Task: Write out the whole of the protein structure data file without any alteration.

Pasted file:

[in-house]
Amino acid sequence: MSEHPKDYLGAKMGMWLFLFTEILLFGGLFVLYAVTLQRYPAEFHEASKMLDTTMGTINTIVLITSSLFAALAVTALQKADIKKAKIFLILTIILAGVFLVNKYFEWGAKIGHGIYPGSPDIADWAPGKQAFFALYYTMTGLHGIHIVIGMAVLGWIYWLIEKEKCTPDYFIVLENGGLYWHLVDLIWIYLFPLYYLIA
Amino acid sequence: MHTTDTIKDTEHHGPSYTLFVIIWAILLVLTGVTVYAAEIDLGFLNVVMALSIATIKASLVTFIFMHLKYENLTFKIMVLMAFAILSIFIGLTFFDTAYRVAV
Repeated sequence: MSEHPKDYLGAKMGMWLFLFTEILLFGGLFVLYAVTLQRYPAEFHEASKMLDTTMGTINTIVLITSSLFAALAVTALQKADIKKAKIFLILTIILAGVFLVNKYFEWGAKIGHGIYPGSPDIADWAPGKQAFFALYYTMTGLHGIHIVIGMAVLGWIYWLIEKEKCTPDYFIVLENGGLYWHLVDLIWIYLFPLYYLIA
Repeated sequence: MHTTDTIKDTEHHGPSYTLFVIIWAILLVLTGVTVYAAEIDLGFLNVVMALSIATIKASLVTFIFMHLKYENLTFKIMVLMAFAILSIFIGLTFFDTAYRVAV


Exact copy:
[in-house]
Amino acid sequence: MSEHPKDYLGAKMGMWLFLFTEILLFGGLFVLYAVTLQRYPAEFHEASKMLDTTMGTINTIVLITSSLFAALAVTALQKADIKKAKIFLILTIILAGVFLVNKYFEWGAKIGHGIYPGSPDIADWAPGKQAFFALYYTMTGLHGIHIVIGMAVLGWIYWLIEKEKCTPDYFIVLENGGLYWHLVDLIWIYLFPLYYLIA
Amino acid sequence: MHTTDTIKDTEHHGPSYTLFVIIWAILLVLTGVTVYAAEIDLGFLNVVMALSIATIKASLVTFIFMHLKYENLTFKIMVLMAFAILSIFIGLTFFDTAYRVAV
Repeated sequence: MSEHPKDYLGAKMGMWLFLFTEILLFGGLFVLYAVTLQRYPAEFHEASKMLDTTMGTINTIVLITSSLFAALAVTALQKADIKKAKIFLILTIILAGVFLVNKYFEWGAKIGHGIYPGSPDIADWAPGKQAFFALYYTMTGLHGIHIVIGMAVLGWIYWLIEKEKCTPDYFIVLENGGLYWHLVDLIWIYLFPLYYLIA
Repeated sequence: MHTTDTIKDTEHHGPSYTLFVIIWAILLVLTGVTVYAAEIDLGFLNVVMALSIATIKASLVTFIFMHLKYENLTFKIMVLMAFAILSIFIGLTFFDTAYRVAV